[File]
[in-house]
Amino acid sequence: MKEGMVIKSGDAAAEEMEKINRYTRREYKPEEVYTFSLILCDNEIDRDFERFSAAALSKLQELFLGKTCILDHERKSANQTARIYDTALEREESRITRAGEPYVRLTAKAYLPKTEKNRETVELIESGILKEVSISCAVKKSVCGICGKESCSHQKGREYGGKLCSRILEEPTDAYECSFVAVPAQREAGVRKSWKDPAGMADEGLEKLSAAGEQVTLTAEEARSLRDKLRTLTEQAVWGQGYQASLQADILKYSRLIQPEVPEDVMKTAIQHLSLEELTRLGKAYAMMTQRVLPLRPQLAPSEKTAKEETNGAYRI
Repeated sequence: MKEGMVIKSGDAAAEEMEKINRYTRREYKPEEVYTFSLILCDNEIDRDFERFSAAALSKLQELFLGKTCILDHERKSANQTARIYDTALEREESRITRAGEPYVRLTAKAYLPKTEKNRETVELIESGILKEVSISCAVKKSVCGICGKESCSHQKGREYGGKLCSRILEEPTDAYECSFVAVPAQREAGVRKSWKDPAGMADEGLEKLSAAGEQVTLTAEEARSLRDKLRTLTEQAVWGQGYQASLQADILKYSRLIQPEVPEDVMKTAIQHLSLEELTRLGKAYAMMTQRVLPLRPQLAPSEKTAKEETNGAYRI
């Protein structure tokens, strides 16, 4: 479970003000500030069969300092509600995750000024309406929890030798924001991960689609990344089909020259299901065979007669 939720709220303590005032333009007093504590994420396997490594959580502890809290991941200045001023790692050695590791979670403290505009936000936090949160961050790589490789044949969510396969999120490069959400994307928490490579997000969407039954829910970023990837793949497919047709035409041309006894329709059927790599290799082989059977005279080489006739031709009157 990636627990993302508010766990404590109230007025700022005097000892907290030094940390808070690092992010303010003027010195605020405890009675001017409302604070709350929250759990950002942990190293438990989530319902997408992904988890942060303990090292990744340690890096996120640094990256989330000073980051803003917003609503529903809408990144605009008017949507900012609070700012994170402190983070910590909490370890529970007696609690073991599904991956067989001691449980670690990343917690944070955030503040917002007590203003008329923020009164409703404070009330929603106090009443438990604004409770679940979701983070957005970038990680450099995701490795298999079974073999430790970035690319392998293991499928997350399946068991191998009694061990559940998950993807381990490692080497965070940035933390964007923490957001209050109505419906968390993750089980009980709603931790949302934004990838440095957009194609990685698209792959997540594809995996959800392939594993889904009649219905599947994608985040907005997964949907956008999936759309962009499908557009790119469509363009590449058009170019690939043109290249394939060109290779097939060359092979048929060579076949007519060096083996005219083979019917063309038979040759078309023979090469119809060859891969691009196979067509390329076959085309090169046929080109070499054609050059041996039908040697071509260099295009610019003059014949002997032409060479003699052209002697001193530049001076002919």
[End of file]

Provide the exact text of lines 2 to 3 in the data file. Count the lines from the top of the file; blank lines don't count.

Amino acid sequence: MKEGMVIKSGDAAAEEMEKINRYTRREYKPEEVYTFSLILCDNEIDRDFERFSAAALSKLQELFLGKTCILDHERKSANQTARIYDTALEREESRITRAGEPYVRLTAKAYLPKTEKNRETVELIESGILKEVSISCAVKKSVCGICGKESCSHQKGREYGGKLCSRILEEPTDAYECSFVAVPAQREAGVRKSWKDPAGMADEGLEKLSAAGEQVTLTAEEARSLRDKLRTLTEQAVWGQGYQASLQADILKYSRLIQPEVPEDVMKTAIQHLSLEELTRLGKAYAMMTQRVLPLRPQLAPSEKTAKEETNGAYRI
Repeated sequence: MKEGMVIKSGDAAAEEMEKINRYTRREYKPEEVYTFSLILCDNEIDRDFERFSAAALSKLQELFLGKTCILDHERKSANQTARIYDTALEREESRITRAGEPYVRLTAKAYLPKTEKNRETVELIESGILKEVSISCAVKKSVCGICGKESCSHQKGREYGGKLCSRILEEPTDAYECSFVAVPAQREAGVRKSWKDPAGMADEGLEKLSAAGEQVTLTAEEARSLRDKLRTLTEQAVWGQGYQASLQADILKYSRLIQPEVPEDVMKTAIQHLSLEELTRLGKAYAMMTQRVLPLRPQLAPSEKTAKEETNGAYRI